Michael L. Ashner, chairman and chief executive of Winthrop Realty Trust in Jericho, is a trustee of the National WWII Museum in New Orleans.
It began as an ordinary December Sunday. People were gathered around the radio listening to a football game or planning holiday parties, not girding for battle.
But on Dec. 7, 1941, when the first report came over the radio at 2:26 p.m. Eastern time of a "bombing in Hawaii," the news was electrifying. Seventy years later, almost every American still alive who heard it then can tell you exactly what he or she was doing when news broke of the Japanese attack on Pearl Harbor.
That bombing was for the Greatest Generation what 9/11 is for younger ones: a defining moment. Both events remind us about the importance of national unity. Both inspired young people to come to the aid of their country.
And just as we pause in September to remember, we pause today to recall another attack on another morning. Pearl Harbor marked a watershed in the nation's history, and the nation knew it. What came after would be very different from what came before.
It was the war that changed the world. The "day of infamy" thrust us into a conflict more than four years long that altered nearly every aspect of American life large and small -- from rationing gasoline and sugar to the harnessing of atomic power to putting more women in the workplace. We united to defend our democracy. More than 400,000 Americans would make the ultimate sacrifice. Nearly 28,000 from New York State died in combat.
That's why it is so important to remember the 70th anniversary of Pearl Harbor, and all the 70th anniversaries of World War II events that follow.
In 2003, Congress designated The National WWII Museum as the nation's home for preserving the memory of that global conflict. The museum was given the task of telling the story of America in the Second World War: why the war was fought, how it was won, and what it means today.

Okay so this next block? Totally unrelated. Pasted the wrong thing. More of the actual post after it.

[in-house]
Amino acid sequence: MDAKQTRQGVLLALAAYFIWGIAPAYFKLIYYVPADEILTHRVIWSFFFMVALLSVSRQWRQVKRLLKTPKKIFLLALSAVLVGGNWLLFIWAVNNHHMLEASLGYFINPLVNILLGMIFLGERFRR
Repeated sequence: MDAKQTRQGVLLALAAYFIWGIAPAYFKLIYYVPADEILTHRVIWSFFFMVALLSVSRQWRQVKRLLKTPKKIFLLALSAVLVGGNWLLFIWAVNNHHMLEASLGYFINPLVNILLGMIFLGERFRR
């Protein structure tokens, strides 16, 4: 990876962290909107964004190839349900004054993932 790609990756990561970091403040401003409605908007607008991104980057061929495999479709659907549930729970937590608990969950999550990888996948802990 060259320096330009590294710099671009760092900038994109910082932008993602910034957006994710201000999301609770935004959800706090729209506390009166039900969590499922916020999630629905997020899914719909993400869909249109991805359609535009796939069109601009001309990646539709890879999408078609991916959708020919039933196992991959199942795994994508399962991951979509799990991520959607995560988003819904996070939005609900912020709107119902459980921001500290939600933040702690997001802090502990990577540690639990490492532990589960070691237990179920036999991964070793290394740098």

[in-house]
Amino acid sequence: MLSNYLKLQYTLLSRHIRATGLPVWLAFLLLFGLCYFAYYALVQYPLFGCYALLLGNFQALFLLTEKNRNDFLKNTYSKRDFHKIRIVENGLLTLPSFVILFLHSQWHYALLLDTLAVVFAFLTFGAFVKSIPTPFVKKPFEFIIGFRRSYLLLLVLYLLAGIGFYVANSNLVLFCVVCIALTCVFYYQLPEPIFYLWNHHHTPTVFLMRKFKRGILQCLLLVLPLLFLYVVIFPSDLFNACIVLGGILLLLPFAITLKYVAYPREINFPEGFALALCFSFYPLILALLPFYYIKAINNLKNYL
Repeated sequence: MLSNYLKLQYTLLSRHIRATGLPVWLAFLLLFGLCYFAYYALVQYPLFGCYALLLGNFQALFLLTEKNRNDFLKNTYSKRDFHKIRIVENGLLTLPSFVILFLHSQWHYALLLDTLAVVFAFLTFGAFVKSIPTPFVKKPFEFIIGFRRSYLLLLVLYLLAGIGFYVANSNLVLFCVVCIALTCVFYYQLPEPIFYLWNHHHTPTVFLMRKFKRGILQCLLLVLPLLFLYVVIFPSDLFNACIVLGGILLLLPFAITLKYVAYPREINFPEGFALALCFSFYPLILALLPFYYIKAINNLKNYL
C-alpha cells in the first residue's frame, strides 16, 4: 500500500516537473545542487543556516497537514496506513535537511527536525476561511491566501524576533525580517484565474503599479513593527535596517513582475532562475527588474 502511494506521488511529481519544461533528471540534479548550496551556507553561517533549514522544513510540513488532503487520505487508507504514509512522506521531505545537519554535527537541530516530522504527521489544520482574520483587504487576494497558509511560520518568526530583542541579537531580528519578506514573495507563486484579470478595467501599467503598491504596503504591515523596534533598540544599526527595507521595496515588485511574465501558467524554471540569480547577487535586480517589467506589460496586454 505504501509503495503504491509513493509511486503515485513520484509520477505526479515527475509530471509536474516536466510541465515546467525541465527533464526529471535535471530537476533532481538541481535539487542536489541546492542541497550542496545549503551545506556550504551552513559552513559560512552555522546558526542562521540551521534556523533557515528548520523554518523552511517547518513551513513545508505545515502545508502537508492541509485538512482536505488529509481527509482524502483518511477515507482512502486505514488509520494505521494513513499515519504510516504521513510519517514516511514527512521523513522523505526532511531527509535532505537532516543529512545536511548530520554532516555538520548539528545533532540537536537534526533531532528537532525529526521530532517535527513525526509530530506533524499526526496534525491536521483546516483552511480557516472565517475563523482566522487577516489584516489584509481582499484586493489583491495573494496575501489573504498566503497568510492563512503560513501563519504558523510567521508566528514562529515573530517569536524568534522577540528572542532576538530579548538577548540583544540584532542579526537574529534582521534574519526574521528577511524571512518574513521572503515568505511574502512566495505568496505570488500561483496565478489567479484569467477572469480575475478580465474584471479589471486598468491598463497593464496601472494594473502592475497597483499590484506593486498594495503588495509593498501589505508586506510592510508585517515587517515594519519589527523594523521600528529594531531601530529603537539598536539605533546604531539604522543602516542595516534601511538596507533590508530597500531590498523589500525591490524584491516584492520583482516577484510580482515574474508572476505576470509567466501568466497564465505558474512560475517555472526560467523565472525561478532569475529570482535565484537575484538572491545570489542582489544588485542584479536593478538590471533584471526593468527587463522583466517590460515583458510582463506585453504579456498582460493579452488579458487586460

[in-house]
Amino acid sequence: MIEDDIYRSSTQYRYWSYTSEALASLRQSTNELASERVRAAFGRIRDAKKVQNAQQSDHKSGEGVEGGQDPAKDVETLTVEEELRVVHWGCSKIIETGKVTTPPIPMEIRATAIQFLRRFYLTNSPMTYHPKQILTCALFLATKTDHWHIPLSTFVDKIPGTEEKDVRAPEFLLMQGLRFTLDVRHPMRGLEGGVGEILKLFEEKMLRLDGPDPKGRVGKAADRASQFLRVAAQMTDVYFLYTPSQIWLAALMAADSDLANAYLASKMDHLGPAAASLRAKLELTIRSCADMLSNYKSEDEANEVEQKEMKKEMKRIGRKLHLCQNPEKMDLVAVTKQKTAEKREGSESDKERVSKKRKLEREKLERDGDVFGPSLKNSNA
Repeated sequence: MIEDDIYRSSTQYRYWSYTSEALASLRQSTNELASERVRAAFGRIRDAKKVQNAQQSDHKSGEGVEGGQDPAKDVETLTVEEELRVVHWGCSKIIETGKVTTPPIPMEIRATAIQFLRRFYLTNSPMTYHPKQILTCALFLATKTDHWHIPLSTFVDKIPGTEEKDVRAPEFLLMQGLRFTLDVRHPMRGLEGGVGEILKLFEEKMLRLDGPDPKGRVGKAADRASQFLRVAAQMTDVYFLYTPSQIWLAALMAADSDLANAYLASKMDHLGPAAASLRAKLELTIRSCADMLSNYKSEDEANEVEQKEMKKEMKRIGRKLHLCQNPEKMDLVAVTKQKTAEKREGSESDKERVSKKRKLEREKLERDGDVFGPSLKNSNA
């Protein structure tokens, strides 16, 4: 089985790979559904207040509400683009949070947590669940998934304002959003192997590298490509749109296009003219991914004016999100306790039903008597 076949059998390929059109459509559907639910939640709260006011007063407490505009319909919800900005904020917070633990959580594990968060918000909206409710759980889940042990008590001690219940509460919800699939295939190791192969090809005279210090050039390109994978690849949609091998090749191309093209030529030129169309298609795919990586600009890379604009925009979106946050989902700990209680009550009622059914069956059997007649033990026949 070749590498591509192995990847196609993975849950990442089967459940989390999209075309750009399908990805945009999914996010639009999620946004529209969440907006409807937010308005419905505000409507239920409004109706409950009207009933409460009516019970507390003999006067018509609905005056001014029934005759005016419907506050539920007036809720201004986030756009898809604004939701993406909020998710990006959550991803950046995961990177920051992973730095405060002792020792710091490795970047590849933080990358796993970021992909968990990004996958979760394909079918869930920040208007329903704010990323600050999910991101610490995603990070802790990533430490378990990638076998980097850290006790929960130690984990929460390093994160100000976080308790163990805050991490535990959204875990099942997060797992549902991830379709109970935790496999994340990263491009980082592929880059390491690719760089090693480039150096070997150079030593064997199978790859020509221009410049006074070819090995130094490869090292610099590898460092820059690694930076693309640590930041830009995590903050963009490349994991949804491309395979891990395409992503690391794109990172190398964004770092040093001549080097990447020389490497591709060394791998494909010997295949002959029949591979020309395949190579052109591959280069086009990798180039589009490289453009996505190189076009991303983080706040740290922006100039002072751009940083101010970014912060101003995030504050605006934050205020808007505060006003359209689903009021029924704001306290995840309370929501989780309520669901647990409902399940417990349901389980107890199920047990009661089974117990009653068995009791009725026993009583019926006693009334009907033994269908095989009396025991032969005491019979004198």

It's the museum's mission to collect and hold not just the artifacts of war -- the tanks and jeeps, bombers and firearms -- but also the memories of the ordinary people who flew the planes, fought the battles, and ran the factories that won for us, and for all freedom-loving people, a resounding victory.
Being a repository of objects is one mission of a good museum. We need touchstones to history. That's why, at the site of the Twin Towers, the 9/11 Memorial and Museum has been busy assembling artifacts to bear solemn witness to the terrorist attacks of Sept. 11, 2001, and Feb. 26, 1993.
And a museum must also hold memories: the recollections and knowledge of those who encountered history. The World War II museum has collected thousands of recordings of the vivid, firsthand accounts of veterans. But there's a sense of urgency now. The department is seeking more personal stories, wartime letters, diaries and photographs. Most of those who experienced 9/11 are still with us. Sadly, most of those at Pearl Harbor are not. The World War II veterans are leaving us. Anyone interested in sharing a story or donating an item should visit nationalww2
Sixteen million Americans served in uniform in that war. More than 90 percent have died, according to the Department of Veterans Affairs. In New York, only about 92,000 of the more than 1.6 million who served are still with us today.
World War II is moving from living memory to history. We must preserve and pass on the legacy of the Greatest Generation, the details of its experiences in battle and on the home front, its service and sacrifice, so that today's children will know and understand the price of our freedom.
Today I urge every American to remember Pearl Harbor. To do so honors those who fought and celebrates the liberty they so resolutely defended.